Mayacamas: Rising Like a Phoenix
The legend of Mayacamas Vineyards is in good hands with winemakers Braiden Albrecht and Andy Erickson
There are parts of the landscape around Mayacamas that look more like the surface of the moon. And the old house that stood on the grounds is gone. The devastating California wine-country wildfires of October 2017 did some damage here, but it looks worse than it is.
“In the vineyards, really just some vines along the edges got singed,” says winemaker Braiden Albrecht, 31. “We cut them back and there was still green growth, so they’ll come back in the next year or two. And all told it was maybe 1 percent of production.”
“And while obviously there was some damage, it gave us a chance to fix some things en masse that we really needed to get to, such as the pump house, drainage, other infrastructure items,” says Andy Erickson, 50, the consulting winemaker here. “Not the sexy part of winemaking, but necessary.”
There’s so much to get done, and in time for the coming harvest, that Albrecht is now living onsite. Romantic maybe, though the drive up the narrow, winding dirt road to Mayacamas will make you think twice if you forgot to get milk.
The Schottenstein family, who have been partners in the winery since 2013, took sole ownership of Mayacamas in 2017 when former wine executive Charles Banks sold his stake. And the Schottensteins seem committed to giving this estate what it needs to recover fully from last year’s fires. But don’t expect the wine style to change. A few foudres and vats might get changed out for efficiency’s sake, but new oak is not typically on the menu here (one wooden foudre, T-8, stands majestically in the cellar … and has been in service for 100 years, according to Albrecht).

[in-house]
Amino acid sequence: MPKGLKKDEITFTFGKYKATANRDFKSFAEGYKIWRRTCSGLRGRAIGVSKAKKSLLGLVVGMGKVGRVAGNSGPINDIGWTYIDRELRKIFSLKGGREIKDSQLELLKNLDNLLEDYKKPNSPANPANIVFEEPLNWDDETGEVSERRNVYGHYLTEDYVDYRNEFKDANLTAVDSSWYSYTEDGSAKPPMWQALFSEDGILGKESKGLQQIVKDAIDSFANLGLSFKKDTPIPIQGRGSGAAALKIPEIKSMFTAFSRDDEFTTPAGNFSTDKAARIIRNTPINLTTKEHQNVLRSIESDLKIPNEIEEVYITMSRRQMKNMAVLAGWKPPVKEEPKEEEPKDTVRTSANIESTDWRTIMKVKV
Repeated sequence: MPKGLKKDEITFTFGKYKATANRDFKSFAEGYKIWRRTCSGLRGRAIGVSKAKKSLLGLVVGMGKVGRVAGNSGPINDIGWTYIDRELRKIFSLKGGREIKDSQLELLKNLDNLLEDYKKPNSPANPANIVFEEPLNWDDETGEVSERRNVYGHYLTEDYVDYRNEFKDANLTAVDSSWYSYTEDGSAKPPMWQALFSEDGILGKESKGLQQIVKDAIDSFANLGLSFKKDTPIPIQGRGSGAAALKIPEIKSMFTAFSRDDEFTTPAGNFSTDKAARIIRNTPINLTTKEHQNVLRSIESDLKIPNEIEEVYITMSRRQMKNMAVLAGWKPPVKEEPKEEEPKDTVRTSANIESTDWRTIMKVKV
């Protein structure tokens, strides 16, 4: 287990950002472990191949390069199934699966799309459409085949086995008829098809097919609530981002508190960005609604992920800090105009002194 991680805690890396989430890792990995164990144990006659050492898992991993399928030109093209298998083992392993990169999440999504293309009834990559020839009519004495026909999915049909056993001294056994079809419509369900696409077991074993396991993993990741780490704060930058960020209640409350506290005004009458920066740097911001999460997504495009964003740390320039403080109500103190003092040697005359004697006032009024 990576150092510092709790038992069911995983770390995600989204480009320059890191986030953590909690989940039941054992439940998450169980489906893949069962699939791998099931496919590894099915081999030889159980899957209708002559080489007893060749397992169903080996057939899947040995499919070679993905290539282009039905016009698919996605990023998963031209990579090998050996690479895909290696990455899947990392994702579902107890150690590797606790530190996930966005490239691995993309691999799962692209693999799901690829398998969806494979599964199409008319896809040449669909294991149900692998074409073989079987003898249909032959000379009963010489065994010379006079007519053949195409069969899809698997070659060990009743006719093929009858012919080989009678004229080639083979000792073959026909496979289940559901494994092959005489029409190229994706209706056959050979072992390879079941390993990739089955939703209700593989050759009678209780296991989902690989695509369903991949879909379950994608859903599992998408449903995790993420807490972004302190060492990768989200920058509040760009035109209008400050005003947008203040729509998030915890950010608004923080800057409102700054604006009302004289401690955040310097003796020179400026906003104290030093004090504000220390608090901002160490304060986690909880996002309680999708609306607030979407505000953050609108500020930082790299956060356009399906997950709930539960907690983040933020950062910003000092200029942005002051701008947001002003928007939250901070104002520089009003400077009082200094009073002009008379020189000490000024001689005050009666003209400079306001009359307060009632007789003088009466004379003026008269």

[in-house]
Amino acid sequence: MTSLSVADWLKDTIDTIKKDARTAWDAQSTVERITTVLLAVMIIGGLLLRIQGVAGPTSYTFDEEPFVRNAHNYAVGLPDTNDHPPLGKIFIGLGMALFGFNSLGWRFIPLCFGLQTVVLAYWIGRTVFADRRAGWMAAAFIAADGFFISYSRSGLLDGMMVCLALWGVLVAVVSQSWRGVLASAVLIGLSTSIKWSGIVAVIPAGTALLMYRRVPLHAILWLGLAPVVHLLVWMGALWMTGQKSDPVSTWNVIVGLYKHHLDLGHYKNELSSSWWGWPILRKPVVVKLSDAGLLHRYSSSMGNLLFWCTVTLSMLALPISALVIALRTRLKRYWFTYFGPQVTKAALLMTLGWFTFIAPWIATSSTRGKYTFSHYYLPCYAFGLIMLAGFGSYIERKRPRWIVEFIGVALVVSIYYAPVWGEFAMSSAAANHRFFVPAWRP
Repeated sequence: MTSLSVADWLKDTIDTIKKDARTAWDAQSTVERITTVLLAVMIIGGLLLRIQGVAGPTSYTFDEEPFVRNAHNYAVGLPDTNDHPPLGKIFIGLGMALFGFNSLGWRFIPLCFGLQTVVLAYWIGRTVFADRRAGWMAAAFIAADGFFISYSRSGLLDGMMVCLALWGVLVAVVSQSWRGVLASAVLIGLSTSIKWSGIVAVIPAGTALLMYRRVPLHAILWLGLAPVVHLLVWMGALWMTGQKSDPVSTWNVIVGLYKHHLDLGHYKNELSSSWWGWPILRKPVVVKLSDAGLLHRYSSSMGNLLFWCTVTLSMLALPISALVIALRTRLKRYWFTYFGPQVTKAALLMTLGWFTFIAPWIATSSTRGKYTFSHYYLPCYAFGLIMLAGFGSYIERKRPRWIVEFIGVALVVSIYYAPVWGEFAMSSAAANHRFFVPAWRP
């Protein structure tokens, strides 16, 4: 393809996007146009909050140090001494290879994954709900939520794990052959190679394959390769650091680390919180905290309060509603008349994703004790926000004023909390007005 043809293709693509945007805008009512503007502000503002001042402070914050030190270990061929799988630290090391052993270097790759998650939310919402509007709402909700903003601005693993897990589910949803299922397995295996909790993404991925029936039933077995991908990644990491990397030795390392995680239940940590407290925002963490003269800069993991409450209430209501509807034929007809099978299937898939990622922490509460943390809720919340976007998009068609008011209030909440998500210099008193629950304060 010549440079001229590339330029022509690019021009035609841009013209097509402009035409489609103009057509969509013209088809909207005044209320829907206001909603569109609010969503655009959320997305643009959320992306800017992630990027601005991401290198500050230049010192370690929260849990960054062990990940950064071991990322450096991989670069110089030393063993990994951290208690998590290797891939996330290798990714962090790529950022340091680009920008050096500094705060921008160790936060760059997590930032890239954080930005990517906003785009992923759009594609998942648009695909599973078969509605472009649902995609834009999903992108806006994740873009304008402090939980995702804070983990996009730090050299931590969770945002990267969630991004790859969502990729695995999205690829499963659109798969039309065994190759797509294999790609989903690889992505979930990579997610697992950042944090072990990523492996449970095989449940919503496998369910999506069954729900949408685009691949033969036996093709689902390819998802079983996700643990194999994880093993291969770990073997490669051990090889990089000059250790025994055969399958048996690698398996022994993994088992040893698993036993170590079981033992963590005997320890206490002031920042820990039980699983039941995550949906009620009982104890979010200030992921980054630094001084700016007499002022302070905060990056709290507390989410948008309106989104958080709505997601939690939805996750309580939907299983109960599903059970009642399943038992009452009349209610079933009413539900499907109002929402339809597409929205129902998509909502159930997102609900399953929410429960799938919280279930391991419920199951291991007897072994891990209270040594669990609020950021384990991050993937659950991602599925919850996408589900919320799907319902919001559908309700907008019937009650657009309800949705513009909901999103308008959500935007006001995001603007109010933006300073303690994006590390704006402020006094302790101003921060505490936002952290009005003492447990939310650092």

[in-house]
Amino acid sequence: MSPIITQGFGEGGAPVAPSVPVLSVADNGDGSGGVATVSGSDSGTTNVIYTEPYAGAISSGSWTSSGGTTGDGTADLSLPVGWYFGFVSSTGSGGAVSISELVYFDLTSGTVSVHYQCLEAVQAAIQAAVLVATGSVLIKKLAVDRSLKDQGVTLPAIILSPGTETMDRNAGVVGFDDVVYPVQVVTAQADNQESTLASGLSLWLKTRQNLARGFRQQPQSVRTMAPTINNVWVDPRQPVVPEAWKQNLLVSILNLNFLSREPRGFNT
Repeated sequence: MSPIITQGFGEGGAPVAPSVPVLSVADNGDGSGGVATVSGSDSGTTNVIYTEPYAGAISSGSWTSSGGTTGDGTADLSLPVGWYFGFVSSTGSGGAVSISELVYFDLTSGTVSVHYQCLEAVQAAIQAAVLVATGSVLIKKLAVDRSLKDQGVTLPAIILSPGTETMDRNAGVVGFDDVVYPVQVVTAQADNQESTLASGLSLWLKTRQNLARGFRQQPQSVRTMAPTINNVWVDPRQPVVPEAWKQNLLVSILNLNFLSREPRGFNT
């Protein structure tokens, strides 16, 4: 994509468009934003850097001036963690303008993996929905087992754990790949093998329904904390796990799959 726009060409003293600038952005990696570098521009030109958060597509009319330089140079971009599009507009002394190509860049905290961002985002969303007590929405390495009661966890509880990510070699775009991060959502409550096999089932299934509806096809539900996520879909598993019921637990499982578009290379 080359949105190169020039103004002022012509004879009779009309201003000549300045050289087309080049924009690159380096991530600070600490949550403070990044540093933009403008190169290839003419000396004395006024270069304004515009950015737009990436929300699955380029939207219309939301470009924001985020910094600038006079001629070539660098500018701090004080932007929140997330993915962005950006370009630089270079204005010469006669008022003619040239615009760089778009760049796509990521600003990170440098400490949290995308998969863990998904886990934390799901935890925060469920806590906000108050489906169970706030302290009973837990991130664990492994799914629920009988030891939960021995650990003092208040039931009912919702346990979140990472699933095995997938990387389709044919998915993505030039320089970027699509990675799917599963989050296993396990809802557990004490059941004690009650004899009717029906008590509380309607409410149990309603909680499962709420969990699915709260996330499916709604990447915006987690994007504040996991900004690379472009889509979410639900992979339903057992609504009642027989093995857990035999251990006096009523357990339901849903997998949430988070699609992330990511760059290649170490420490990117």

“We harvest early. We embrace the tannin and acidity the mountain gives,” says Erickson, who also consults for a number of other high-profile properties in the valley, in addition to the Favia label he owns with his wife, Annie. And the wines will continue to be aged for up to two years in wooden vat and then another year in barrel before bottling.
“2013 is a great vintage for everyone here,” says Erickson of California as a whole along with his and Albrecht’s first vintage at Mayacamas, “but we were putting things together as we harvested.” Though the style won’t change, we should expect to see finer detail in the soon-to-be-released 2014s, as the team has settled in now. “In 2014, I think we see what we want to do here, I really think we hit the target.”
I tasted the 2013 and 2014 vintages non-blind at the property during my visit, and these were my impressions.
The 2013 Mayacamas Cabernet Sauvignon Mount Veeder is dark in profile, with lightly smoky black currant, blackberry and fig notes infused with a light licorice snap hint. It roils with depth and power and shows the quality that marks the vintage in general. (Read the subsequent official blind-tasting review.)
The 2014 Cabernet Sauvignon is packed with crushed currant fruit and laced liberally with sage, tobacco and mint, all backed by a light loamy echo. The finish is carried by warm stone, bramble and licorice notes. The wine sports that unabashed chewy mountain fruit profile without sacrificing purity or cut. (Read the subsequent official blind-tasting review.) As impressive as the ’13 is for its more overt and flattering profile, the 2014 has a sense of range and detail. And if that’s what Erickson meant by hitting the target, I’d agree.